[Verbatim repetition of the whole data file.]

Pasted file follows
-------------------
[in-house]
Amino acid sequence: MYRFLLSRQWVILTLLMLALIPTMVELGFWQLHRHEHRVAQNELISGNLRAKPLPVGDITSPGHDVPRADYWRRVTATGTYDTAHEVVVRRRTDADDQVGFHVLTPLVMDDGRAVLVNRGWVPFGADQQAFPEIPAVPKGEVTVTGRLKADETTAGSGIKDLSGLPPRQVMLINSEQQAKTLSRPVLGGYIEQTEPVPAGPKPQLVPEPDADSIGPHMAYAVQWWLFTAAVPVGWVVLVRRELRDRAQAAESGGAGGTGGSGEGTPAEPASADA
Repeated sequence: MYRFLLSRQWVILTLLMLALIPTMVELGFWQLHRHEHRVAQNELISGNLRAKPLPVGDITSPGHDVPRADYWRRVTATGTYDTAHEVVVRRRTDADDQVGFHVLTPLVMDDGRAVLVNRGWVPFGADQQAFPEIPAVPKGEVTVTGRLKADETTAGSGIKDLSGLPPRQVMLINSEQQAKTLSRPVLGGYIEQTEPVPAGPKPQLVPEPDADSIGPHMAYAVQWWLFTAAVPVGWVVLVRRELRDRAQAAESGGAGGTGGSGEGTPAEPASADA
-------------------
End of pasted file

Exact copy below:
[in-house]
Amino acid sequence: MYRFLLSRQWVILTLLMLALIPTMVELGFWQLHRHEHRVAQNELISGNLRAKPLPVGDITSPGHDVPRADYWRRVTATGTYDTAHEVVVRRRTDADDQVGFHVLTPLVMDDGRAVLVNRGWVPFGADQQAFPEIPAVPKGEVTVTGRLKADETTAGSGIKDLSGLPPRQVMLINSEQQAKTLSRPVLGGYIEQTEPVPAGPKPQLVPEPDADSIGPHMAYAVQWWLFTAAVPVGWVVLVRRELRDRAQAAESGGAGGTGGSGEGTPAEPASADA
Repeated sequence: MYRFLLSRQWVILTLLMLALIPTMVELGFWQLHRHEHRVAQNELISGNLRAKPLPVGDITSPGHDVPRADYWRRVTATGTYDTAHEVVVRRRTDADDQVGFHVLTPLVMDDGRAVLVNRGWVPFGADQQAFPEIPAVPKGEVTVTGRLKADETTAGSGIKDLSGLPPRQVMLINSEQQAKTLSRPVLGGYIEQTEPVPAGPKPQLVPEPDADSIGPHMAYAVQWWLFTAAVPVGWVVLVRRELRDRAQAAESGGAGGTGGSGEGTPAEPASADA